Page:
How to access network files from IIS applications
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Although this article is written primarily in the context of accessing fileson network shares, the same concepts apply to named-pipe connections aswell. Named pipes are frequently used for SQL Server connections and also forremote procedure call (RPC) and Component Object Model (COM) communications. In particular, if you connect to a SQL Server across thenetwork that is configured to use Microsoft Windows NT Integrated Security, you cannot connect because of the issues that are outlined in this article. RPC and COM may also use other communication mechanisms thathave similar network authentication schemes. Therefore, the concepts inthis article can apply to a wide variety of network communicationmechanisms that may be used from your IIS applications.
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Authentication and impersonation typesWhen IIS services an HTTP request, IIS performs impersonation so that accessto resources to handle the request is limited appropriately. Theimpersonated security context is based on the kind of authenticationperformed for the request. The five different types of authenticationavailable from IIS 4.0 are:
Authentication Type Impersonation Type Anonymous Access (no authentication) NetworkAuto Password Synchronization isON (ON=default) Anonymous Access (no authentication) IIS Clear TextAuto Password Synchronization is OFF Basic Authentication IIS Clear Text NT Challenge/Response Authentication Network Client SSL Certificate Mapping Interactiveback to the top
Token typesWhether or not access to network resources is permitted is dependent on thekind of impersonation token under which the request is being processed.
- Network tokens are "NOT" permitted to access network resources. (Network tokens are named so because this kind of token is traditionallycreated by a server when a user is authenticated across the network. Toallow the server to use a network token to act as a network client andaccess another server is called "delegation" and is considered a possiblesecurity hole.)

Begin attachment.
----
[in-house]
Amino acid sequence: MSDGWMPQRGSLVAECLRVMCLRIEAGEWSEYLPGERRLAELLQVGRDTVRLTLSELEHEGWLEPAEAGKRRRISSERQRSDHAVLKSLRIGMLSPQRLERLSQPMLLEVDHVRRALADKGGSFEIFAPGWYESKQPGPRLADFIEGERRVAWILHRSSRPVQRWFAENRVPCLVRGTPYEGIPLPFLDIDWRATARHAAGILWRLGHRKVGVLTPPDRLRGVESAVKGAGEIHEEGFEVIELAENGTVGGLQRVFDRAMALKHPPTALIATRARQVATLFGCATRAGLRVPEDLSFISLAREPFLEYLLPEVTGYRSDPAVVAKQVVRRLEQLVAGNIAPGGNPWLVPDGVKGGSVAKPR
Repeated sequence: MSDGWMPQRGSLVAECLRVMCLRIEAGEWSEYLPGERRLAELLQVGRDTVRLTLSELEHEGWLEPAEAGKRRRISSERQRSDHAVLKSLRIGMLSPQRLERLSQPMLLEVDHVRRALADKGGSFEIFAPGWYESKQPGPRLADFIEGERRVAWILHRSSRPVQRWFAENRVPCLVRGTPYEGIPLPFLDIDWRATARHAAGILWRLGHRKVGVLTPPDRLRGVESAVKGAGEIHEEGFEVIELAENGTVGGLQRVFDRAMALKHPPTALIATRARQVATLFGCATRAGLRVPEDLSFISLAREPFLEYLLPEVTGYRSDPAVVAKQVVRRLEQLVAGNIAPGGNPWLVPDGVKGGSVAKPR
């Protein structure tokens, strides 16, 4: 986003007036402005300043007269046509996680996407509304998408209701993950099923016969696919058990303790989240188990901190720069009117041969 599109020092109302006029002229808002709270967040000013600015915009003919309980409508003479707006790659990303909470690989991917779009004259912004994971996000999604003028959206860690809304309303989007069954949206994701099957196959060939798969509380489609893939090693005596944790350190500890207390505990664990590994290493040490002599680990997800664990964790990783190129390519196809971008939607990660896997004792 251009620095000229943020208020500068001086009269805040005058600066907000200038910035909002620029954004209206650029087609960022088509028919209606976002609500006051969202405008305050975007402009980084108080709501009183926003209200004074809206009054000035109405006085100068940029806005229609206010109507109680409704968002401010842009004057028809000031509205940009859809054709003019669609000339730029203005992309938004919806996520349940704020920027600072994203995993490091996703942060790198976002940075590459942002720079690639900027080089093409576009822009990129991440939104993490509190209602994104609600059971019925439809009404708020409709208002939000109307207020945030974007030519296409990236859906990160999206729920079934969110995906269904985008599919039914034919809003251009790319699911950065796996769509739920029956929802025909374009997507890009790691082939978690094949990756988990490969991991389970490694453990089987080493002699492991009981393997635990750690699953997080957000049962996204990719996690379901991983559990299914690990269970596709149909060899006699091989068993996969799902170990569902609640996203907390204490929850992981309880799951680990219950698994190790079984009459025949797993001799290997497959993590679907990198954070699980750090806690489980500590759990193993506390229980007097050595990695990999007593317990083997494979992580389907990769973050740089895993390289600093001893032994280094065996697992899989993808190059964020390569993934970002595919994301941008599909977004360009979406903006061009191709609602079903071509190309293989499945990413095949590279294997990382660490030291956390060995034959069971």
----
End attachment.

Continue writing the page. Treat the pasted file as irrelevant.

- Interactive tokens are traditionally used when authenticating a local user on the computer. Interactive tokens are permitted to access resources across the network.
- Batch tokens are designed to provide a security context under which batch jobs run. Batch tokens have network access.
Anonymous access impersonates the account configured as the anonymous userfor the request. By default, IIS has a single anonymous user accountcalled IUSR_<machinename> that is impersonated when handling a non-authenticated request. By default IIS 4.0 has a configurable featurecalled "Enable Automatic Password Synchronization" that uses a securitysub-authority to create the token. Tokens that are created in this manner arenetwork tokens which do "NOT" have access to other computers on thenetwork. If you disable Automatic Password Synchronization, IIS createsthe token in the same manner as the Clear Text logon mentioned earlier.Automatic Password Synchronization is only available for accounts that arelocated on the same computer as IIS. Therefore, if you change youranonymous account to a domain account, you cannot useAutomatic Password Synchronization and you receive a Clear Text logon.The exception is if you install IIS on your Primary Domain Controller. Inthis case, the domain accounts are on the local computer. The anonymousaccount and the Automatic Password Synchronization option can beconfigured at the server, the site, the virtual directory, the directory, orthe file level.
You must have the correct type of token as the first step in accessing a resourceon the network. You must also impersonate an account that has accessto the resource across the network. By default, the IUSR_<machinename> accountthat IIS creates for anonymous requests exists only on the local computer. Even if you disable Automatic Password Synchronization so thatyou can get an Interactive token that can access network resources,the IUSR_<machinename> account typically does not have access tomost network resources because this is an account that is unrecognizedon other computers. If you want to access network resources with anonymousrequests, you must replace the default account with anaccount in a domain on your network that can be recognized by allcomputers. If you install IIS on a Domain Controller,the IUSR_<machinename> account is a domain account and mustbe recognized by other computers on the network without taking additionalaction.
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Problem avoidanceFollowing are ways to avoid problems when you access network resourcesfrom your IIS application:
- Keep files on the local computer.
- Some network communication methods do not require a security check. An example is using Windows sockets.
- You can provide direct access to the network resources of the computer byconfiguring a virtual directory to be:"A share located on another computer."All access to the computer that shares the network resources is performed inthe context of the person specified under the Connect As.. dialog box. This occurs nomatter what kind of authentication is configured for the virtualdirectory. By using this option, all files on the network share are available from browsers that access the IIS computer.